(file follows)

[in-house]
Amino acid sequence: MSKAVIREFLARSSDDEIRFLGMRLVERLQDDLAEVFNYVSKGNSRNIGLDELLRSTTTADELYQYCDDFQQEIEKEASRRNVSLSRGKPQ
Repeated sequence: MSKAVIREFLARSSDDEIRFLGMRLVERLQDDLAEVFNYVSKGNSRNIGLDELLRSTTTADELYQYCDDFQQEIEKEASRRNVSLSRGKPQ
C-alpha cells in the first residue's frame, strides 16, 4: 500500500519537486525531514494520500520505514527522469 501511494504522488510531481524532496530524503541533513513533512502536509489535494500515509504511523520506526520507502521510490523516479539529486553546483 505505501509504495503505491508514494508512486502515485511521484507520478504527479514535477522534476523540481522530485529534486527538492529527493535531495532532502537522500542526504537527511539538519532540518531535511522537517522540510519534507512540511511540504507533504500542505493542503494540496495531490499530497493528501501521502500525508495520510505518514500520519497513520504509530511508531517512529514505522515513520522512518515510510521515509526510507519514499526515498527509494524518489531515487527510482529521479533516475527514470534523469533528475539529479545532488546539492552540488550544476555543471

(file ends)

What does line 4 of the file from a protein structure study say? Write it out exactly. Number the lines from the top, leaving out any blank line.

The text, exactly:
C-alpha cells in the first residue's frame, strides 16, 4: 500500500519537486525531514494520500520505514527522469 501511494504522488510531481524532496530524503541533513513533512502536509489535494500515509504511523520506526520507502521510490523516479539529486553546483 505505501509504495503505491508514494508512486502515485511521484507520478504527479514535477522534476523540481522530485529534486527538492529527493535531495532532502537522500542526504537527511539538519532540518531535511522537517522540510519534507512540511511540504507533504500542505493542503494540496495531490499530497493528501501521502500525508495520510505518514500520519497513520504509530511508531517512529514505522515513520522512518515510510521515509526510507519514499526515498527509494524518489531515487527510482529521479533516475527514470534523469533528475539529479545532488546539492552540488550544476555543471